Dispersal and Colonization of Hydrothermal Vent Species
We investigate dispersal at deep-sea hydrothermal vents by sampling larvae in the plankton, conducting colonization experiments, and collaborating on bio-physical modeling projects. We are particularly interested in colonization and succession after seafloor eruptions, and the implications of these processes for community resilience. These studies provide insight into the effects of disturbance and help inform policy decisions on mining at vents. Recent projects include field studies on the East Pacific Rise, in the western Pacific, and in the Gulf of California. To see photos of vent larvae, check out our online guide to the identification of hydrothermal vent larvae.
Larval Behavior in Flow
The larvae of benthic invertebrates behave actively in ways that can alter their transport in oceanic currents and contribute to their settlement into suitable habitat on the seafloor. We study these behaviors in the laboratory, using high-speed video synchronously with Particle Image Velocimetry (PIV) to distinguish the larval behaviors from physical transport. Recent projects include investigations of larval swimming and diving responses to specific aspects of the turbulent flow structure.
Resilience in Vent Metacommunities
The species living at deep-sea hydrothermal vents persist despite living in isolated, scattered and frequently disturbed habitat. We are using metacommunity theory to understand the dynamics and diversity of these communities. The mathematical models focus on the seafloor volcanic eruptions that drive local extinctions followed by recolonization from nearby and far-away sources. The timing and spatial extent of eruption events are variable, and this variability is expected to drive changes in biodiversity at both the local and regional scales.
Larval Responses to Environmental Cues
Larvae exhibit behavioral responses to various environmental conditions, such as light and turbulence and chemical cues that influence their ability to settle into suitable benthic habitat. We use laboratory experiments to study larval swimming responses to potential settlement cues. Most recently, we have been investigating whether conditions associated with ocean acidification (e.g., low pH) impair the ability of larvae to respond appropriately to settlement cues. These laboratory studies complement a field project in Waquoit Bay, MA, investigating bivalve settlement during daily and seasonal fluctuations in seawater chemistry.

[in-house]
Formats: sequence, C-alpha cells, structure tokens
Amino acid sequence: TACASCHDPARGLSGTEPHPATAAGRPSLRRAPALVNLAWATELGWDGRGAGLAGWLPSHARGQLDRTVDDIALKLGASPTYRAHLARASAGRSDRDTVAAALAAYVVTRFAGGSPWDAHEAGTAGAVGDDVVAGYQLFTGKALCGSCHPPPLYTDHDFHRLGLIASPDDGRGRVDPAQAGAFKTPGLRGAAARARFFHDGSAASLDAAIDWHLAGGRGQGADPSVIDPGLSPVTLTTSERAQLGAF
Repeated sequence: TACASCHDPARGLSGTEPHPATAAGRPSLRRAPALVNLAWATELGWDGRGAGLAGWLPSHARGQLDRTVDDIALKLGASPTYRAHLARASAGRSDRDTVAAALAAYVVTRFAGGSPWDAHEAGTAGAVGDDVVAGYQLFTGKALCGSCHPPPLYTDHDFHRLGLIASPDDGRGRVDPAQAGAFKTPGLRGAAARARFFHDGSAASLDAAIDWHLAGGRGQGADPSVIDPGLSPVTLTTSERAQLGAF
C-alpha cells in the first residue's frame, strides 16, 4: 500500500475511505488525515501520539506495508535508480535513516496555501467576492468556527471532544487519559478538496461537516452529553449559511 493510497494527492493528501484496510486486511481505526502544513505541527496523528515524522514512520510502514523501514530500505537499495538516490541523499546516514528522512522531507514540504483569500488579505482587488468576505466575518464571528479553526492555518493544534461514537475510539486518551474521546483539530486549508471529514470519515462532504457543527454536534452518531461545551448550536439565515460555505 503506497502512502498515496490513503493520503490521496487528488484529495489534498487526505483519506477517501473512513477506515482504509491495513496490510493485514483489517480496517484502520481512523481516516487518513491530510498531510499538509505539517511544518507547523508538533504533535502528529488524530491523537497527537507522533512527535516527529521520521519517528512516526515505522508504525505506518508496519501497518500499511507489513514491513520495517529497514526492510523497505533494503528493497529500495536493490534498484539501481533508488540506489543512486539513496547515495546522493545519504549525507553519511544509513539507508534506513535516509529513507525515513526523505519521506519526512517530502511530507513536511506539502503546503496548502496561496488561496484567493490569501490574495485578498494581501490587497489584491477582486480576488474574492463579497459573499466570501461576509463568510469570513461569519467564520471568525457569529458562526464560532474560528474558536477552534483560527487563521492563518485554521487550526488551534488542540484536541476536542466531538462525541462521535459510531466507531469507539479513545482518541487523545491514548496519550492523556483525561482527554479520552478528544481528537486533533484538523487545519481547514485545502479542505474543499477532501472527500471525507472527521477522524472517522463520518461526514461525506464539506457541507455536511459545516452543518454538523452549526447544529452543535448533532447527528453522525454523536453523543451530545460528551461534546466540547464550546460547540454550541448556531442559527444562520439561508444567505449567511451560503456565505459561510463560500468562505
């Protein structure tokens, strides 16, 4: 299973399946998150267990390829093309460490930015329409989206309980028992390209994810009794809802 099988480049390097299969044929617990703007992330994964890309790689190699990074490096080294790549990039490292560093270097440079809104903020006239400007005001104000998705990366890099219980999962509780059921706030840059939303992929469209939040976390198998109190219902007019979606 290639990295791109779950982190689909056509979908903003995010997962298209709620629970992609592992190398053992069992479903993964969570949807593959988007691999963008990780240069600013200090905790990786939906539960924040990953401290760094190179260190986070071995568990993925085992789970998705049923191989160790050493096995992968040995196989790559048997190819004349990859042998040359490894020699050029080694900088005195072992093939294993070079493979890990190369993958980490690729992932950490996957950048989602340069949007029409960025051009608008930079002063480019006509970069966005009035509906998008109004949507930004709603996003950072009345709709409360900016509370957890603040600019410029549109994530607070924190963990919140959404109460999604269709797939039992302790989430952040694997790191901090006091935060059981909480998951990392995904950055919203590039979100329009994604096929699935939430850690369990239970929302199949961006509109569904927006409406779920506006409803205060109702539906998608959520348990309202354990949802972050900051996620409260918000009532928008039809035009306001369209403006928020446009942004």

Larval connectivity in western Pacific vents
Our larval dispersal studies in the western Pacific, led by Stace Beaulieu, focus on vent communities in an intriguing arc and back-arc geological setting where animal communities at neighboring vent sites may differ strongly in species composition. In collaboration with international colleagues, we have collected larvae near vents in the southern Mariana Trough in order to investigate their diversity, abundance and swimming behaviors. These dispersal studies help answer the question of what processes contribute to the apparent lack of larval connectivity between some of these vents.
Mechanisms of succession in fouling communities
Fouling communities on docks are easily-accessible model systems for a variety of ecological questions. We are investigating the mechanisms of succession in these communities, or how the communities change over time. It is generally believed that in marine systems, fouling organisms compete and hinder one another from occupying space in their habitat (this is called inhibition). However, post-doc Kirstin Meyer suspects there may be something else going on: early colonists may modify the habitat in such a way that helps later colonists become established (this is called facilitation). Facilitation is commonly observed in terrestrial communities but has not been previously documented for a marine system. The results of this study will help us understand how fouling organisms, many of which are non-native species, become established in new habitats.
Student Thesis Projects
Graduate students in our group are encouraged to pursue their own interests and design their own studies on topics related to dispersal, connectivity and resilience in marine benthic communities. In the past, these topics have ranged from small-scale larval behavior, to global-scale genetic connectivity and phylogeography. Students arrive with backgrounds in various fields including biology, chemistry, and math, and use field, laboratory and modeling approaches for their research. See former students and their thesis projects in Former Lab Members